Roundabouts two years ago, publishing giant DC Comics hit the reset switch on their yawning, cavernous continuity, essentially starting the whole endeavor over from scratch. DC is like the smart computer owner, the one who knows that it’s a good idea to do a full system wipe every now and again to clear the cobwebs out. This in stark contrast (Get it, Stark?) to competitor Marvel, who’s running off three external hard drives, and whose old files are constantly building up and being patched and re-written, to the point that one JPEG in the wrong place could fry the whole thing, causing the monitor to explode and spray glass in Joe Quesada’s smug face.

This isn’t the first time DC’s pulled this kind of move, the last time being 1985’s Crisis on Infinite Earths, which saw the former DC Universe go out battling a god-like inter-dimensional super-being for the fate of reality itself. This time around, for 2011’s Flashpoint, some asshole mucked about with time travel and everyone ended up with uglier costumes. The series wasn’t especially amazing, but DC thought it was good enough to be adapted into an animated movie, Justice League: The Flashpoint Paradox. Why they felt to add paradox on there I don’t know, maybe someone at DC’s a big fan of that one song from The Pirates of Penzance.

Flashpoint posterThe story mostly concerns The Flash, who wakes up in a bizarre alternate version of the universe he knows, the big difference that everyone’s kind of a dick. Aquaman and Wonder Woman are at war, Batman is a gone-toting vigilante killer, Superman is nowhere to be found and Flash’s connection to the Speed Force, the soft-science energy field that gives him his powers and probably makes real life physicists break down into sobs when you try and explain it to them, has been cut off, robbing him of his powers. With total Armageddon looming, Flash has to race against time to restore his powers and cheer everybody the fuck up.

Of the DC Animated movies I’ve seen so far, (which is to say most of them, since I apparently have a taste for direct-to-DVD animated superhero movies) Flashpoint Paradox is pretty middle of the road, and like most of them it has more flaws than virtues. Most viewers will probably notice right away that the voice acting wavers between halfway decent and glass-chewingly bad. Grey’s Anatomy‘s Justin Chambers does the voice for The Flash, and has all the conviction and believability of one of those artificial speech programs. Kevin McKidd proves yet again that UK actors can only ever sound like they’re from the Boston or New York when they try to do an American accent for his turn as the alternate-universe Batman, and C. Thomas Howell’s Professor Zoom seems to be on a mission to say every single one of his lines with the emphasis on all the wrong words.

On top of that, the movie often comes across as stalling for time and best, or inconsistent in its focus at worst. The movie opens with this admittedly pretty awesome fight between Flash and a group of villains called The Rogues, on top of this scene of a young Flash being told that old “accept the things I cannot change, wisdom to know the difference” quote, which feels like it could be directed partially to all the fans who’ve been crying bullshit on how awful so much of the Post-Flashpoint DC comics are. Later on there’s this overly long scene with Lex Luthor and Deathstroke, voice by Ron Perlman surprisingly, having this utterly pointless fight with Aquaman’s army, and it just feels like the movie knows it doesn’t have enough material for an hour and a half and is cramming in as much pointless secondary BS as possible, in lieu of developing the actual main storyline a bit more.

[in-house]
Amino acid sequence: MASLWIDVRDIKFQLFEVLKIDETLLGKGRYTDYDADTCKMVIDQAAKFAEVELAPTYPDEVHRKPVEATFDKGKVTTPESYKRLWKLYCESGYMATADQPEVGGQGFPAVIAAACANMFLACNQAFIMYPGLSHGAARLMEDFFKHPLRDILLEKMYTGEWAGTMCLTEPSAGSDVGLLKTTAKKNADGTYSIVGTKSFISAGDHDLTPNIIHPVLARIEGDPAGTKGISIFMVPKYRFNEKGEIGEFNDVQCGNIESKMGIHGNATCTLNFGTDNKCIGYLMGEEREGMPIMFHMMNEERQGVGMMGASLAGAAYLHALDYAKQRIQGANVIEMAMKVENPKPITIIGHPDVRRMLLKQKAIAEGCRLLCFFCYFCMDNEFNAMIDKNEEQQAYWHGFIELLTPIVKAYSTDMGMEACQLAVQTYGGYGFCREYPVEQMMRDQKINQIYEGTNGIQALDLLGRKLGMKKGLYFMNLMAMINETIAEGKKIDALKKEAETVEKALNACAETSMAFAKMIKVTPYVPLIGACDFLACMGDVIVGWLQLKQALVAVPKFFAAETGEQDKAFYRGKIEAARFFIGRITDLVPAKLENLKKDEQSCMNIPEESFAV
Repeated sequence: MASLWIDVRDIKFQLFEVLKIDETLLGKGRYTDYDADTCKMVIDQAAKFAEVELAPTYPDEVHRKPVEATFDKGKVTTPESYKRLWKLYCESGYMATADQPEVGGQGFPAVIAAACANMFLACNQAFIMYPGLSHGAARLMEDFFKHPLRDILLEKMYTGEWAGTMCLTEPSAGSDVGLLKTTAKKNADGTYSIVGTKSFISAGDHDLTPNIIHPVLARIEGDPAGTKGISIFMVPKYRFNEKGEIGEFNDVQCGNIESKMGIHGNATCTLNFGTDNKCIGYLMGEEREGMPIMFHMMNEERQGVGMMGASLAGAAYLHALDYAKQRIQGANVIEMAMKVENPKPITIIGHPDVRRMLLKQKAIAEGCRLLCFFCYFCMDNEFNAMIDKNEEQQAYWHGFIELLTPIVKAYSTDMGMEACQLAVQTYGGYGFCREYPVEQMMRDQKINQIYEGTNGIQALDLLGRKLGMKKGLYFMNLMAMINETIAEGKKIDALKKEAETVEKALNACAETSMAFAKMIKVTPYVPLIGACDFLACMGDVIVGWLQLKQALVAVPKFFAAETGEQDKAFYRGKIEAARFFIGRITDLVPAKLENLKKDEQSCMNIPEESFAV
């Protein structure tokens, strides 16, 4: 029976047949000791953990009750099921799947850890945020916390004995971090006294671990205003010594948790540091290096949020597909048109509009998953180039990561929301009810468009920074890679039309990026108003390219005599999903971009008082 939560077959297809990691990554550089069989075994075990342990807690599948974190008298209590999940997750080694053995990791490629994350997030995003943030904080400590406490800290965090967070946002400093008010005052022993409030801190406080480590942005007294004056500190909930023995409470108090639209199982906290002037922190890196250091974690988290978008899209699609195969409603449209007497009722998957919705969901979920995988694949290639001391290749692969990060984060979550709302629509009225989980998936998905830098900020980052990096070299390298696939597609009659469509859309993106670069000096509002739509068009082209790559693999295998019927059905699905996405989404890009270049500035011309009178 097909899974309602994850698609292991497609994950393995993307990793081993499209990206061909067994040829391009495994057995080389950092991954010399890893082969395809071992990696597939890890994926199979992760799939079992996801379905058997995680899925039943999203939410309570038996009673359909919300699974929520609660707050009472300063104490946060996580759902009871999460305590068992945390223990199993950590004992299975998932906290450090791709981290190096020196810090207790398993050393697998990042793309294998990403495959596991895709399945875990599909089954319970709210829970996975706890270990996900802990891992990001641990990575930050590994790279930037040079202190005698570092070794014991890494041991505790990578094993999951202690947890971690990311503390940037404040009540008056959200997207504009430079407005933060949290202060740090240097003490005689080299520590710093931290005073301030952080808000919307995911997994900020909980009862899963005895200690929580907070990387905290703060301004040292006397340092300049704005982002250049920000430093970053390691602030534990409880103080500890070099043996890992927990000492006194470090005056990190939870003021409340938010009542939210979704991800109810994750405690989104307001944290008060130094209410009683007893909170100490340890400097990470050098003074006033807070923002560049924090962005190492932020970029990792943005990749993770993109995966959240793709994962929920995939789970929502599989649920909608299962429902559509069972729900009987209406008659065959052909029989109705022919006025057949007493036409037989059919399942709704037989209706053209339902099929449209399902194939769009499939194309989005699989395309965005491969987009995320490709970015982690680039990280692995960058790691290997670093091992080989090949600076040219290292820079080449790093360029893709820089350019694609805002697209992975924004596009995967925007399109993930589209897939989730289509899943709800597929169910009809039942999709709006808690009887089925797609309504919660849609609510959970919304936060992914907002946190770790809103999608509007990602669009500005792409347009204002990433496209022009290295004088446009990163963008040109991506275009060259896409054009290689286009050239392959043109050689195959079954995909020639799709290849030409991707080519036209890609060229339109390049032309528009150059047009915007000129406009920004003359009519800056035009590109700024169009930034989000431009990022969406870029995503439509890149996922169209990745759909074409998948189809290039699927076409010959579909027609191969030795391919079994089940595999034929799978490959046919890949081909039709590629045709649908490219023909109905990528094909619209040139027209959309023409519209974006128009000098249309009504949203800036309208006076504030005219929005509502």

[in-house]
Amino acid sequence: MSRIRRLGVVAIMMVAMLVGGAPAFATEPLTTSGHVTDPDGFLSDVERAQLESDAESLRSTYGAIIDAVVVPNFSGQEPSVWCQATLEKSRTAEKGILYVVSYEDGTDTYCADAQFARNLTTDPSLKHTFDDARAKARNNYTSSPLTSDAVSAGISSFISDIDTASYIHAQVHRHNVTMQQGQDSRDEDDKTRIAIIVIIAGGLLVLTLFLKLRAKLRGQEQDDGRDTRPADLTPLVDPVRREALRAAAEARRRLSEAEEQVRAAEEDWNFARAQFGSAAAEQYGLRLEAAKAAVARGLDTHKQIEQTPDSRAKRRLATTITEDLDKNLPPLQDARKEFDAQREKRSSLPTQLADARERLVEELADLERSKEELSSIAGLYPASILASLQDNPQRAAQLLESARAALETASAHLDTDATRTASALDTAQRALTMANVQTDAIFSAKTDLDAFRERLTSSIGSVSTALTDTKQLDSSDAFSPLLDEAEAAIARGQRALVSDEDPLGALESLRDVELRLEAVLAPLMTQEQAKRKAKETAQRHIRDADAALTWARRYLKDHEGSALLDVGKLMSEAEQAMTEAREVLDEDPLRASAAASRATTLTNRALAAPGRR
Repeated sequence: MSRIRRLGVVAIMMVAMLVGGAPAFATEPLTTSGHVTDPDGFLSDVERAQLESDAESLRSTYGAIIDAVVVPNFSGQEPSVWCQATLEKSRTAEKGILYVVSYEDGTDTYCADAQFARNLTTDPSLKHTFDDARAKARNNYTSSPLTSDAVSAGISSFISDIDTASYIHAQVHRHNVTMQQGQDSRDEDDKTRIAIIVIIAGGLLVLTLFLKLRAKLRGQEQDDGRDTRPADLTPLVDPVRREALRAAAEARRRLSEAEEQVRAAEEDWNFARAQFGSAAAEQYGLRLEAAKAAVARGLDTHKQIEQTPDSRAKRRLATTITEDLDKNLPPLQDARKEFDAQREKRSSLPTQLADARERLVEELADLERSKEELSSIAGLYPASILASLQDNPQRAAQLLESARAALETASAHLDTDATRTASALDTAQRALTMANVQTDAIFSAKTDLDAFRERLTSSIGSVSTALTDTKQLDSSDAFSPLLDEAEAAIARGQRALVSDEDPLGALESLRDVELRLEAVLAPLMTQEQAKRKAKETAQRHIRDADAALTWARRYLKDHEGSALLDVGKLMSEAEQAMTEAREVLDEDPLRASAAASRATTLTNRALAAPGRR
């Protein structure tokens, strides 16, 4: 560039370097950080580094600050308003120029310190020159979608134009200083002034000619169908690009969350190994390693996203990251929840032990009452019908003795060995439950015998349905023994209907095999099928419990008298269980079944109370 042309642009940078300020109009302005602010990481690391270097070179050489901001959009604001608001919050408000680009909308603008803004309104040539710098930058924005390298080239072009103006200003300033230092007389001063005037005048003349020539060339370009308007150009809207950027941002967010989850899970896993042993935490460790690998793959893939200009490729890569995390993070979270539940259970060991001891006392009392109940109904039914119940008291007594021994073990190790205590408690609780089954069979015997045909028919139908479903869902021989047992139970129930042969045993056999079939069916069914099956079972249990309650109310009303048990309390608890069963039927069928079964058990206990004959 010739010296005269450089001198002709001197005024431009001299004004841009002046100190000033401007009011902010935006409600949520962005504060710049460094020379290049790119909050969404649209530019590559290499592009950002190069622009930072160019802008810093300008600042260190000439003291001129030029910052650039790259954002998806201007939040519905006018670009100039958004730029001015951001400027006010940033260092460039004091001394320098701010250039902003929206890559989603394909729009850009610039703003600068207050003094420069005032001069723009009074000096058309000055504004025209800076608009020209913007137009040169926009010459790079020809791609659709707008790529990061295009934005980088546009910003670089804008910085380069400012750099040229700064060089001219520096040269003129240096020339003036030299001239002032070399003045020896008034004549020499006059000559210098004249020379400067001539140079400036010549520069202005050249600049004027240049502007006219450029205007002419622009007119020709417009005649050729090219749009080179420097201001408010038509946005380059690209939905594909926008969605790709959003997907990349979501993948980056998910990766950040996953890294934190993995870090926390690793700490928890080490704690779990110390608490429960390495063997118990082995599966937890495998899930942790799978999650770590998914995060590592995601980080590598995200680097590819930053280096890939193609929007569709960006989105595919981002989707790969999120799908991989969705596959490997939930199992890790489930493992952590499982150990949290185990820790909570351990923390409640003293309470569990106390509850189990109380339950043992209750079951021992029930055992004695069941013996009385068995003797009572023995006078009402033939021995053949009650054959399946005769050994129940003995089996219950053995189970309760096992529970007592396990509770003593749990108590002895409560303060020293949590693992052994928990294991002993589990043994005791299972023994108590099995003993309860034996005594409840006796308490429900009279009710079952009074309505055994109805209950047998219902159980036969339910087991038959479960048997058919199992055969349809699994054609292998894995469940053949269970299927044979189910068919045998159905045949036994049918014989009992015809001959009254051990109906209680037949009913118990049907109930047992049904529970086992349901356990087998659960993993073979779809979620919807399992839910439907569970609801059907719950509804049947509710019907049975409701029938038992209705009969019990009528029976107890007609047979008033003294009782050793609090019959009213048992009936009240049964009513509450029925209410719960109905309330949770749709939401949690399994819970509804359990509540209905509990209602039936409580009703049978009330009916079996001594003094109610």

The animation is, for the most part, strictly in the “all right” category, though some of the character models are just off. Why does Aquaman look like a British Football hooligan, and why are alternate-universe Batman’s lips so massive, did he have bat-collagen injections? The action scenes are usually fun though, and probably some of the most violent out of any of these movies, getting downright gruesome at times. At one point Wonder Woman eviscerates a child, partially off-screen of course, but if that’s something you’ve ever wanted to see happen, congratulations and here ya go, ya sick bugger.

The soundtrack is also pretty awesome, though there isn’t really much more to say beyond that it’s really good.

But as good as the action, animation and music are, the lack of focus really shoots the thing in the foot. We spend so much time flying around the alternate-universe meeting darker versions of characters that we barely get any chance to grow attached to any of them. There’s this whole subplot with Aquaman and Wonder Woman and the reasons why they’re at each others throats, and with some more attention it could have been a really good opportunity to make us give a damn about the characters. Besides Flash and maybe alternate-universe Batman we learn almost nothing but the most surface details about who anyone really is, and the rushed conclusion certainly doesn’t help matters either.

I really don’t know why I keep coming back to these DC animated movies, the majority of them are either pretty meh or bore me to tears, with only stuff like Batman: Under the Red Hood or Crisis on Two Earths being anything close to enjoyable. Justice League: The Flashpoint Paradox, despite some decent elements, falls into the meh category, mostly because it can’t seem to focus on its own main characters, and as such fails to make us give even a single damn about anything that happens in the movie, and I require a movie to make me give at least two or three damns for me to call it good.